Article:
Sunday, 18 December 2011

Modifying Marginal Goals

Last time, we looked at Marginal Goals analysis and how it can be applied to historical hockey stats as the first step toward using the Point Allocation system. We ended by looking at the relationship that Marginal Goals assumes between goal differential and wins, which is strictly linear:
This, of course, is not completely realistic. While the actual relationship between goals and wins is very similar to this along most of the normal range of team performance, it definitely gets squidgy at the extremes. Very good teams, such as the 1907 Montreal Wanderers, and very bad teams, such as the 1907 Montreal Shamrocks, will be significantly mis-estimated by Marginal Goals. Pythagorean Analysis does a much better job at reflecting the actual relationship between goals and wins at these extremes, which looks something like this:
You can see here the excellent Wanderers being overestimated by Marginal Goals, and the pathetic Shamrocks being underestimated. This is what happens with very good and very bad teams under Marginal Goals analysis.

There's a simple solution to this problem, of course. In developing the historical Point Allocation system, I haven't used this simple Marginal Goals analysis, but a modified version. The theory behind the modification is quite simple - after a certain point, each additional goal you score has less and less value. If you've already scored 10 goals in a game, scoring an eleventh isn't going to increase your chances of winning, since you've already essentially won. Similarly, if you've already allowed 10 goals, the eleventh can't make you lose the game any more than you already are.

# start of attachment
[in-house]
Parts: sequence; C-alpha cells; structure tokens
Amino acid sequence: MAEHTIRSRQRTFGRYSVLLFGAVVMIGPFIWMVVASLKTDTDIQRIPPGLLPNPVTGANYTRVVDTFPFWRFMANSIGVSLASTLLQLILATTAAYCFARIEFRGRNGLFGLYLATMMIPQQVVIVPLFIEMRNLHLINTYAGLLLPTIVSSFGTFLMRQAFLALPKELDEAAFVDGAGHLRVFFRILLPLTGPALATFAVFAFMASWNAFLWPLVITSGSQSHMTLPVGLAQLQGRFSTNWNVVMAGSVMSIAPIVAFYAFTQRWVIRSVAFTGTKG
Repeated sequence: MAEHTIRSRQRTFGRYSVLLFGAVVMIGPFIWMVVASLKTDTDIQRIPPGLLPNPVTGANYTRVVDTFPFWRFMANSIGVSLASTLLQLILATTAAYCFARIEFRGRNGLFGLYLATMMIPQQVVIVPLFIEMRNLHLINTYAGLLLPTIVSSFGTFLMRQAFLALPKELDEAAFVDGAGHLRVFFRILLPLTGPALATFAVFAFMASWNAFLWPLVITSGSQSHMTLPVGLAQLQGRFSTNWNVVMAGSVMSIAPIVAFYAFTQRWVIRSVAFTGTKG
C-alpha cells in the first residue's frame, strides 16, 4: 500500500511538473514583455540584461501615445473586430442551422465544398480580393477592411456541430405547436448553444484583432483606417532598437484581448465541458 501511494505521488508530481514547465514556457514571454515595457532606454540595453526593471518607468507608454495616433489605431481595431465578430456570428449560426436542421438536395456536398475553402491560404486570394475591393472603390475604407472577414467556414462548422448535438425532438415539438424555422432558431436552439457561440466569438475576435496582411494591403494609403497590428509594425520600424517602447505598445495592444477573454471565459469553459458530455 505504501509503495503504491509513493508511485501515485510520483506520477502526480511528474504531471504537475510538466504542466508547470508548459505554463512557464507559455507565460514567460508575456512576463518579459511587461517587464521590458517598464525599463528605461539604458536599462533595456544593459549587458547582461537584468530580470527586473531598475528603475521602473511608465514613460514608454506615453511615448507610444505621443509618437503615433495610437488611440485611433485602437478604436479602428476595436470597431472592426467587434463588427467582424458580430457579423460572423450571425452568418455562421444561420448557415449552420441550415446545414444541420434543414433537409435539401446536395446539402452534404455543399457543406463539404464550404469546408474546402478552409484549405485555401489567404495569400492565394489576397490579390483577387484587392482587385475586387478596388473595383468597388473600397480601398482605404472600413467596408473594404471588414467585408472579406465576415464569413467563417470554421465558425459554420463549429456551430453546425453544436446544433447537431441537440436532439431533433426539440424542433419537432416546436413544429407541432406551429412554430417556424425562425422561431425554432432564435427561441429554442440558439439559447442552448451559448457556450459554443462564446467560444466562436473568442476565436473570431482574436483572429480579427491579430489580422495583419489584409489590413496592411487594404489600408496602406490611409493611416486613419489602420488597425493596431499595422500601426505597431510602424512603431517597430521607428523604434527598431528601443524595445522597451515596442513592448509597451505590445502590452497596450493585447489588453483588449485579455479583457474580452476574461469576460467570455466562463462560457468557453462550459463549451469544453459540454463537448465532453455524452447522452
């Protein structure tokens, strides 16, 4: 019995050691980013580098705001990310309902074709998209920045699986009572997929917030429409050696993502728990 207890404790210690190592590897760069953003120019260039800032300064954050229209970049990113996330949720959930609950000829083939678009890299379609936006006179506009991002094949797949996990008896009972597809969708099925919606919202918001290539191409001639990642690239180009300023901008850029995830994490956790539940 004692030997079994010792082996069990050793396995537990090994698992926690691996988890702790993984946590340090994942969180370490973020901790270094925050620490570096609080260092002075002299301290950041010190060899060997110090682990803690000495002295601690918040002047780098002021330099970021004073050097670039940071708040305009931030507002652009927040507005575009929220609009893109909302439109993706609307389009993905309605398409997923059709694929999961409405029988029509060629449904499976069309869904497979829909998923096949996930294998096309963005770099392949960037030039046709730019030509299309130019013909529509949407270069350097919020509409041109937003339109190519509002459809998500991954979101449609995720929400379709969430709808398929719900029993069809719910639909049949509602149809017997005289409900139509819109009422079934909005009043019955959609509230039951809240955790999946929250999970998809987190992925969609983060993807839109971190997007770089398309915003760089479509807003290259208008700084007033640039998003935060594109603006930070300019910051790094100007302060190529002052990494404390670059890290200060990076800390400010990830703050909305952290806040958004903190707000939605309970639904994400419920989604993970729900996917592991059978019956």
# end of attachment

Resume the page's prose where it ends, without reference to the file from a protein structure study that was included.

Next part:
So, instead of the basic Marginal Goals calculation discussed last time, we put some limits on it. Every goal scored in excess of 1.33 times the league average counts for only one-quarter of a goal, and every goal against in excess of 1.33 times the league average counts for only one-quarter of a goal against. This distorts the upper and lower ends of possible team performance in order to make Marginal Goals analysis better match the actual relationship between goals and wins.

Going back to our 1907 results:

TeamW-LGFGA
Montreal Wanderers 10-0 105 42
Ottawa Senators 7-3 76 54
Montreal Victorias 6-4 101 70
Montreal Winged Wheelers 3-7 58 83
Quebec Bulldogs 2-8 62 88
Montreal Shamrocks 2-8 52 117

We already know that basic Marginal Goals analysis results in the following, where MGF is the team's Marginal Goals For, MGS is the team's Marginal Goals Saved, and MG% is the resulting winning percentage:

TeamMGFMGSMG%
Montreal Wanderers 66.8 72.8 .913
Ottawa Senators 38.3 59.3 .645
Montreal Victorias 62.8 44.8 .704
Montreal Winged Wheelers 20.4 29.8 .334
Quebec Bulldogs 24.3 25.3 .329
Montreal Shamrocks 14.4 -4.2 .068

Modified Marginal Goals, on the other hand, produces this:

TeamMGFMGSMG%
Montreal Wanderers 64.3 72.8 .897
Ottawa Senators 38.3 59.3 .645
Montreal Victorias 62.8 44.8 .704
Montreal Winged Wheelers 20.4 29.8 .334
Quebec Bulldogs 24.3 25.3 .329
Montreal Shamrocks 14.4 8.5 .152

Notice how much closer the Shamrocks are now to their actual result of two wins for the season. Graphically, the results look like this:

The little kinks in the line at the extreme allow the linear "curve" to match the Pythagorean relationship much closer than basic Marginal Goals analysis. We're now able to use Marginal Goals, with all their advantages, without being fooled by extreme teams.

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